Over the last week we have seen most of the indices that we track fall. The only index in the positive territory is the technology heavily focused NASDAQ which is up slightly on the week. The US has been relatively flat compared to the European And Emerging markets, however most of the losses have been due to the US-China trade wars and the fall in Emerging Markets. Asian stocks fall on weak China services as Chinese stocks fell sharply when their markets closed this morning after a survey showed growth in China’s services sector weakened while investors remained nervous about escalating trade tensions with the US. We will continue to see the markets relatively volatile as we gain further clarity on various economic problems, such as those phasing the emerging markets, US-China trade wars and the stance central bankers will take in normalising interest rates to accommodate for global inflation.
The model portfolios have held up well against the fall in markets over the past week based on the equity and non-equity split. The non-equity element of the portfolios acts as a hedge to the equity side which means that they are correlated to the financial markets, however marginally. We will continue to asses the markets and highlight key risks and rotate the model portfolios to negate the losses and remain focused on the upside and when required, adopt a capital preservation mandate by shifting the house investment view from normal to defensive as we get through the next downturn.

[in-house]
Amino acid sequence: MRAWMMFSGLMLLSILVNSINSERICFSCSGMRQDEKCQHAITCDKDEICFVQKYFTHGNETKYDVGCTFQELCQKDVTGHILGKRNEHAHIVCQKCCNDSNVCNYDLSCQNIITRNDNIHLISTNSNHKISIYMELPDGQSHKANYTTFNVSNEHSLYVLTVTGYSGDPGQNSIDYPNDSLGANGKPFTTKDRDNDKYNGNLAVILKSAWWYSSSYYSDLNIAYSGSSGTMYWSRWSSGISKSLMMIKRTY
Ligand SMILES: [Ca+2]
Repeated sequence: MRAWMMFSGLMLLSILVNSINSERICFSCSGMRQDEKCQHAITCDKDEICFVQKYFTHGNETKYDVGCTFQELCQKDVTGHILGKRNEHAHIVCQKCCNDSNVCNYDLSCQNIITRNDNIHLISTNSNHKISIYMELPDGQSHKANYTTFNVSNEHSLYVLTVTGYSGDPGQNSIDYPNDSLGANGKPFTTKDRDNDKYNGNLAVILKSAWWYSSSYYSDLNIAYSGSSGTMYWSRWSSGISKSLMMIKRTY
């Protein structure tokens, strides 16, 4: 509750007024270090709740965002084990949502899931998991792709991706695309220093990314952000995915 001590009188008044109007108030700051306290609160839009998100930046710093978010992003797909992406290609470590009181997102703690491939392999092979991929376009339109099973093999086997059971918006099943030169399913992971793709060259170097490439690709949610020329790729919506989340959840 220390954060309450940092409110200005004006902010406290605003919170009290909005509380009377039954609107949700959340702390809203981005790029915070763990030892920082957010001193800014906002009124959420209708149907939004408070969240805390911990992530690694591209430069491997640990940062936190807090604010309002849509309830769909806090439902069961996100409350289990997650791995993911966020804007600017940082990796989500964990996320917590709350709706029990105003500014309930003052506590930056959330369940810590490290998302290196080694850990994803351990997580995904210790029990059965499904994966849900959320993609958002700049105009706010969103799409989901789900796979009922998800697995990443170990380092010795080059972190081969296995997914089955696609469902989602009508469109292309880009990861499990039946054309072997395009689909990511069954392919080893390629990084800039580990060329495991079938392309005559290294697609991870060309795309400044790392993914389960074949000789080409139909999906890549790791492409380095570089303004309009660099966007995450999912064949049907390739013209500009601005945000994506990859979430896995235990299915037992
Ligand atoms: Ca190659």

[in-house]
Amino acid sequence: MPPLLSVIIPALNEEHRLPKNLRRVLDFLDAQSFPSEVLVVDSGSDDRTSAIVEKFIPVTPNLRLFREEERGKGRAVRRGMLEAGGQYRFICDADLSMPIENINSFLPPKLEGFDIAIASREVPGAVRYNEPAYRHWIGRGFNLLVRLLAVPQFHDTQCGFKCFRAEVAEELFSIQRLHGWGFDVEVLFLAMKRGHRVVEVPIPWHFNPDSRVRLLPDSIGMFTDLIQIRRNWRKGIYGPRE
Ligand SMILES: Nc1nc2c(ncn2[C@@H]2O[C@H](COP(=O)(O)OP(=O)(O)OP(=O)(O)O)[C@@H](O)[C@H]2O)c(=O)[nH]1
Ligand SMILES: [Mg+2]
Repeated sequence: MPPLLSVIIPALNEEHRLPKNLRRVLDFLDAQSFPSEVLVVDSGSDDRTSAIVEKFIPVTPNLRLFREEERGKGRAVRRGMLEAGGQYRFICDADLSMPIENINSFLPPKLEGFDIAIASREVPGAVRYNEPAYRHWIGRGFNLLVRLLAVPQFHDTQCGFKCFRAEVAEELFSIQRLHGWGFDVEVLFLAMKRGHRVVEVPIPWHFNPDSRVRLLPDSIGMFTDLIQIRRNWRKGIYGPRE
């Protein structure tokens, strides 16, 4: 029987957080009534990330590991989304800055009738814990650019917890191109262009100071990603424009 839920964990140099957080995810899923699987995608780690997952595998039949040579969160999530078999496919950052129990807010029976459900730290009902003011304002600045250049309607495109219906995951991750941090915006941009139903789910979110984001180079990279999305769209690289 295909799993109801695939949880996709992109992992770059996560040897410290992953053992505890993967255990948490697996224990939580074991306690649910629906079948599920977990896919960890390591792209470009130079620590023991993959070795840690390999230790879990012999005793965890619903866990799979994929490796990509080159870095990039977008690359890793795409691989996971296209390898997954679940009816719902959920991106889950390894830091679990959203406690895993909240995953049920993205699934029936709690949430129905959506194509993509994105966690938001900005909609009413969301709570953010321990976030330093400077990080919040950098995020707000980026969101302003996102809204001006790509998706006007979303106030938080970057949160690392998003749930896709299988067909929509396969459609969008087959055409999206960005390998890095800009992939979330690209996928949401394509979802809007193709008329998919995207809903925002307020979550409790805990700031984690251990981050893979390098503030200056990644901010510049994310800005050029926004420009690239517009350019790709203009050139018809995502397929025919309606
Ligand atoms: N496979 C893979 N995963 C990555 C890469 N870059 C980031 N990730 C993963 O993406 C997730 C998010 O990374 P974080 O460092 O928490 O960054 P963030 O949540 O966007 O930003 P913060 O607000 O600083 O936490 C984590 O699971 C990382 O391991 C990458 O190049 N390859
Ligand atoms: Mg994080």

The data above will not directly correlate to the indices as there is always a delay in pricing because the US markets close significantly later than the European markets and the Asian markets. The data set above reflects the last close and much of the days movements will not yet be reflected in the portfolios due to pricing delays. You cannot therefore directly correlate indices to the portfolios. The value of investments may fluctuate in price or value and you may get back less than the amount originally invested. Past performance is not a guarantee of future performance. Performance figures quoted include the fund manager charges but exclude other fees such as adviser, custodian, switch and/or discretionary investment management fees. Unless otherwise instructed and accrued, income is reinvested into the portfolio.
This Day in History
On this day in 1991, Nelson Mandela was chosen as president of the African National Congress. Often referred to as the father of the nation by South Africans, Nelson Mandela was an anti- apartheid activist and politician who served 27 years in prison. After being freed in 1990 he became the President of the African National Congress (1991-97) before being elected the first black President of his country in a fully multiracial election in 1994. For his activism, he received over 250 honours, including the 1993 Nobel Peace Prize, the US Presidential Medal of Freedom and the Soviet Order of Lenin.
As always have a wonderful week and stay safe.